An investigation has been launched into how senior civil servants came to tell a Stormont Committee that one of Northern Ireland's leading motor firms had agreed to participate in a £5m contract to train mechanics.
The managing director of Donnelly and Taggart has written to the committee denying that it had entered into an agreement with troubled British company Carter and Carter to train mechanics at the firm's Eglinton premises outside Londonderry.
The Committee for the Department of Employment and Learning (DEL) was told by civil servants at its meeting on September 19 that Nottingham-based Carter and Carter would fulfil the contract through the Blackwater House training facility at Mallusk and Donnelly and Taggart in the north west.
The claim helped allay fears from trade unions and MLAs that the Carter lacked local facilities.
The contract was awarded under the Training for Success scheme.
On October 12, Donnelly and Taggart managing director TA Donnelly wrote to committee chairwoman Sue Ramsey saying that, "at no time has Donnelly and Taggart entered into an agreement for provision of (training) facilities nor, in fact, discussed the possibility of such an arrangement".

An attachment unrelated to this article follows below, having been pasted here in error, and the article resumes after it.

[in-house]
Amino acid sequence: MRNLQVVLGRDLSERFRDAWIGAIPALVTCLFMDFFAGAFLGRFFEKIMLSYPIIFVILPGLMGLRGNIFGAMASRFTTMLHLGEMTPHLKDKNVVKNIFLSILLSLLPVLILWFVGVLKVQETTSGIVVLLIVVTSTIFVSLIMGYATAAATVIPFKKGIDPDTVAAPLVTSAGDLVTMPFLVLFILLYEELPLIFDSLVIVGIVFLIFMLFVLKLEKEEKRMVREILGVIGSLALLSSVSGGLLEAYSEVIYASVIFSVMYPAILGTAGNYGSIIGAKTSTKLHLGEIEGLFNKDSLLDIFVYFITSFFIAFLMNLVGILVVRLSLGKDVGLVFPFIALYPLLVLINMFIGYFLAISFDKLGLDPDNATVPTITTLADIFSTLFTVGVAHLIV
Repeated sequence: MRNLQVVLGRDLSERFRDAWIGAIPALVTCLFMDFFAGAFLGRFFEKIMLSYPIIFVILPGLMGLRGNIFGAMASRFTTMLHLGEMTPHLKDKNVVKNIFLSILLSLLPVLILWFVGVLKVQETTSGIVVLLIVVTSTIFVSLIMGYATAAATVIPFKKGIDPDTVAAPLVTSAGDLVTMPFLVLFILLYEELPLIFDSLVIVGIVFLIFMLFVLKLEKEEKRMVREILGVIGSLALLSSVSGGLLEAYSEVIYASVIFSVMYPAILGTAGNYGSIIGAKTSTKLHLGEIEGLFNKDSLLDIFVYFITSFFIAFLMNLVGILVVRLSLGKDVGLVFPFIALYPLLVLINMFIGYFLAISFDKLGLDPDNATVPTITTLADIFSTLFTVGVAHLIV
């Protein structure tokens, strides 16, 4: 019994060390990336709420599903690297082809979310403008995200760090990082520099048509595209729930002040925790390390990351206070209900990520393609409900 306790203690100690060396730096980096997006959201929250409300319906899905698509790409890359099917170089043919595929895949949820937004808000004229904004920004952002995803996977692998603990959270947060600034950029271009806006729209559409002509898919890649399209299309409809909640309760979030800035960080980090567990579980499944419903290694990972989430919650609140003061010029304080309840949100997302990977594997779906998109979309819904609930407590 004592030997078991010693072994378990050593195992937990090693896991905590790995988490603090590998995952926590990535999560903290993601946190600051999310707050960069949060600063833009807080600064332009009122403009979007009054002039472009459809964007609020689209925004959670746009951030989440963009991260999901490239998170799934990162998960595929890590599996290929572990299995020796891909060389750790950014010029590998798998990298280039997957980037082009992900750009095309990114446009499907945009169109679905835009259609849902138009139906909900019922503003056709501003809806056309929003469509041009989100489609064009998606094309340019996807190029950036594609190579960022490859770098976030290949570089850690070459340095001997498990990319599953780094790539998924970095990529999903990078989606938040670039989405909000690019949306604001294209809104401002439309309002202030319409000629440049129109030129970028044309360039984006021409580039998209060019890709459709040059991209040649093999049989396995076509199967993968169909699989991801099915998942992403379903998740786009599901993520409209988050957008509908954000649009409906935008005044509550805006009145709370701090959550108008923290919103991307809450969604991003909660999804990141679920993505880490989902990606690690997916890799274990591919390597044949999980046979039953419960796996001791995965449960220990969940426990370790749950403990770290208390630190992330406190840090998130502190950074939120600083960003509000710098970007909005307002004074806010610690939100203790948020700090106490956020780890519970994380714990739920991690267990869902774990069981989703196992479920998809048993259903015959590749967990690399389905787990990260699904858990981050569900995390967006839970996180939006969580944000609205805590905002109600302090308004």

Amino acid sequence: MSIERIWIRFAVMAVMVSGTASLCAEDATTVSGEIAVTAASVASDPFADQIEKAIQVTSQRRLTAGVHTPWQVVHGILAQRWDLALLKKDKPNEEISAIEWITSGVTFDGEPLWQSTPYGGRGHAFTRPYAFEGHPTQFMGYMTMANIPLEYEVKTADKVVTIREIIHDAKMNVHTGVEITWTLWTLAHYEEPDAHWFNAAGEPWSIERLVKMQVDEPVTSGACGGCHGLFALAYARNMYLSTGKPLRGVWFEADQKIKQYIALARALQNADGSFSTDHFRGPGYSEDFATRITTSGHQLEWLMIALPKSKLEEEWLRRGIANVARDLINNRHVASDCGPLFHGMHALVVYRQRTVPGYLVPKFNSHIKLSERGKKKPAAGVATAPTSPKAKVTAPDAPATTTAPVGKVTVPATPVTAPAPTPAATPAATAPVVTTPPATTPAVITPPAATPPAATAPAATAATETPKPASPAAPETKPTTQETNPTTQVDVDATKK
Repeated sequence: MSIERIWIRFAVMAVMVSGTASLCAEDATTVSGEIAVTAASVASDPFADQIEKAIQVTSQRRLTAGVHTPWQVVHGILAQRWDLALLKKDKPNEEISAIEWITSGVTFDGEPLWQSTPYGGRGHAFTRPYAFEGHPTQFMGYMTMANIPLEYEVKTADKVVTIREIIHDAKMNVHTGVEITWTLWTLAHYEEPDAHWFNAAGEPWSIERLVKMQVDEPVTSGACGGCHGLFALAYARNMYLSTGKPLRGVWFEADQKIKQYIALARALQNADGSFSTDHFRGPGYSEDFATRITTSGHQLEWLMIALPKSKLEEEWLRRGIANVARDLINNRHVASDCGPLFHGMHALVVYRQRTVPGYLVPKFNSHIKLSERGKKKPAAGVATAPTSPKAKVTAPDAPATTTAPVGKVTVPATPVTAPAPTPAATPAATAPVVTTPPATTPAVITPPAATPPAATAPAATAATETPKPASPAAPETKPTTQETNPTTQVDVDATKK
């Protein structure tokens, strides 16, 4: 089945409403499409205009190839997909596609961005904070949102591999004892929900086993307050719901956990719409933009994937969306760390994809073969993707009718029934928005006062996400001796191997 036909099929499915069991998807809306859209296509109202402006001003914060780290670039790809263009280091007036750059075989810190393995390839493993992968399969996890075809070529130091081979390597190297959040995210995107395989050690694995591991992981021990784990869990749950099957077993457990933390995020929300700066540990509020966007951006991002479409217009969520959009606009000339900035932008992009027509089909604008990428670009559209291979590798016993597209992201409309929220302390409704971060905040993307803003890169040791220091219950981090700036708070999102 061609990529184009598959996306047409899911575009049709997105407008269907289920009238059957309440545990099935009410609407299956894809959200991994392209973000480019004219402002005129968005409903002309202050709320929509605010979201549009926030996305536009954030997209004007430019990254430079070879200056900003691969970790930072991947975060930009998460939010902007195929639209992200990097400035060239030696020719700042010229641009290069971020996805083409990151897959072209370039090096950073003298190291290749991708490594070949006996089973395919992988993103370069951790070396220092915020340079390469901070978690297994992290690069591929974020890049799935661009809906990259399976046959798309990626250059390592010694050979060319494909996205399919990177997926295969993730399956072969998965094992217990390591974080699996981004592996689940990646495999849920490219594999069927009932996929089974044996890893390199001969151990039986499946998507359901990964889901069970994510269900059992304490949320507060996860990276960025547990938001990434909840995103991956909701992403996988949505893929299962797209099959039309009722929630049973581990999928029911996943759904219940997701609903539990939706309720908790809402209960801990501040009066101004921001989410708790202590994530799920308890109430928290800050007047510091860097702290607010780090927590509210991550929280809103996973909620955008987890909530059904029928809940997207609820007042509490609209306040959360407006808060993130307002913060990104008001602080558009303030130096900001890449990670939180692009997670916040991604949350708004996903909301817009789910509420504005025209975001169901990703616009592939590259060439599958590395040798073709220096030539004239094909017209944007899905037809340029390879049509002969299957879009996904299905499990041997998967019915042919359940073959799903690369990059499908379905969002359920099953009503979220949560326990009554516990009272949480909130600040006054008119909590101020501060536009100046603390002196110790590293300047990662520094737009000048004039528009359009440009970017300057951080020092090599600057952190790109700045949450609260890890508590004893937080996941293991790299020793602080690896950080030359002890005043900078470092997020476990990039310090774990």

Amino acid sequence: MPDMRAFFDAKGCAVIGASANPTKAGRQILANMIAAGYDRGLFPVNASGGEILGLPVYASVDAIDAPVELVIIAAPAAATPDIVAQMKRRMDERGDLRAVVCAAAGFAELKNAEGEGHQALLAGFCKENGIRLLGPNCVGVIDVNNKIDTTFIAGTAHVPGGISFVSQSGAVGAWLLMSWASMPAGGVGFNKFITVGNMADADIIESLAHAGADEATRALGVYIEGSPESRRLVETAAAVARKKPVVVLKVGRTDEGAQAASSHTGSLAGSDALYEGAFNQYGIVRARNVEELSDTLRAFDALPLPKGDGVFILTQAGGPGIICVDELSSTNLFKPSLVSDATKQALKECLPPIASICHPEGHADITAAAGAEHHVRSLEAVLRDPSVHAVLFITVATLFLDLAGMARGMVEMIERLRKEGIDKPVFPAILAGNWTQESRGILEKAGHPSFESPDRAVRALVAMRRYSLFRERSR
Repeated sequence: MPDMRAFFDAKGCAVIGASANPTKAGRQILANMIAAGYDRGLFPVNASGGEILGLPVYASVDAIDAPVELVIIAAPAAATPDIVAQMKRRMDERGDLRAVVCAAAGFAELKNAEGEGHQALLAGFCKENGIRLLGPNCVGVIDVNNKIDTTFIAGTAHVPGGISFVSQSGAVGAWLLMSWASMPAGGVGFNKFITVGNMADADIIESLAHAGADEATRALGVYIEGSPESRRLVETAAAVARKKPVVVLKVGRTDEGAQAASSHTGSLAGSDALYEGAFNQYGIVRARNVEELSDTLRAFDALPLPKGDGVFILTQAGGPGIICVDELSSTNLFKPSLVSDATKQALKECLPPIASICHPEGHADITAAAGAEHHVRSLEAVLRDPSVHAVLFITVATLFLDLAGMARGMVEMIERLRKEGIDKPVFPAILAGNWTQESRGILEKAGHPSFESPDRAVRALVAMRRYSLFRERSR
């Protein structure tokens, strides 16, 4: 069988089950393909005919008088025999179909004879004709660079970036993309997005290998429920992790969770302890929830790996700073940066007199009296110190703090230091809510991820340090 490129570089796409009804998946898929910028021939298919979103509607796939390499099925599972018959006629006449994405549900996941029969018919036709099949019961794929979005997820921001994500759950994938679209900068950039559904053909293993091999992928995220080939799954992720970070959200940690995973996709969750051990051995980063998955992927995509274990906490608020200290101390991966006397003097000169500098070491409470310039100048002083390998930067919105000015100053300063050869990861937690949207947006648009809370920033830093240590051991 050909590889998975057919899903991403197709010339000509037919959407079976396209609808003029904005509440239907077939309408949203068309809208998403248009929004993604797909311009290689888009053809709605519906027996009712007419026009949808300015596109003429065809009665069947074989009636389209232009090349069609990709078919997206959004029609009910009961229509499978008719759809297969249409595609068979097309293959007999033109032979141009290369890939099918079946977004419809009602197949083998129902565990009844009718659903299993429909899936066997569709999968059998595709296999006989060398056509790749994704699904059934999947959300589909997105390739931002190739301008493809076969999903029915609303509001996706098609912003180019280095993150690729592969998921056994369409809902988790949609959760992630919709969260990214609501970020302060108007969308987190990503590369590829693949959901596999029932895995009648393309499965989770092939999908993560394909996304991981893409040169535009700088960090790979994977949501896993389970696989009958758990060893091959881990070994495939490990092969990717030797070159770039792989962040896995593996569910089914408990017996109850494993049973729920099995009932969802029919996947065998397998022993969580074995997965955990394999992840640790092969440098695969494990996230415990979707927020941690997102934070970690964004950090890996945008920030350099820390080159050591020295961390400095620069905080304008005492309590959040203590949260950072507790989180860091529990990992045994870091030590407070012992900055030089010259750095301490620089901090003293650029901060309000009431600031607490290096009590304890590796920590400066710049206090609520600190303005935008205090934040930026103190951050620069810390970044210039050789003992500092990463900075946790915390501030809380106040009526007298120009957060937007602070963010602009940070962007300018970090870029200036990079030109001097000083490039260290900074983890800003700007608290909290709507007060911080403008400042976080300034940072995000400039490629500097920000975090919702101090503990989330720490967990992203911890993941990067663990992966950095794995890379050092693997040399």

He added: "Donnelly group would have reservations on a company who referred to agreements which have not been made."
On October 25, Ms Ramsey replied on behalf of the committee: "I have forwarded your correspondence on to the relevant Departmental officials for an urgent explanation and answer on this issue."
The contract was awarded to Carter and Carter in May. It was scheduled to come on stream at the beginning of September.
On August 30, Carter and Carter announced its acquisition of Blackwater House for £980,000.
Nipsa union's Dooley Harte, who had attended the September committee meeting and expressed union fears over the contract, commented afterwards: "The criteria laid down included that any bidder had to be financially sound and have a track record and a demonstrable ability to deliver. It also had to be able to show that its tutors and trainers were suitably qualified and experienced. But this company only acquired training capacity here three months after winning the contract - and three weeks before it was due to start delivering. How can this have happened?"
He added yesterday: "Now it seems that the second facility which the civil servants assured the committee had been arranged had in fact not been arranged at all.
"The public is entitled to a detailed account of the process by which this company was selected as the sole provider in the North of training for apprentice mechanics."
Carter and Carter suspended its shares on October 2 after finance director John Green quit.
A spokesman for Carter and Carter commented: "There may have been discussions with various interests about fulfilment of the Training for Success contract, but we can confirm that there was no written agreement with Donnelly and Taggart."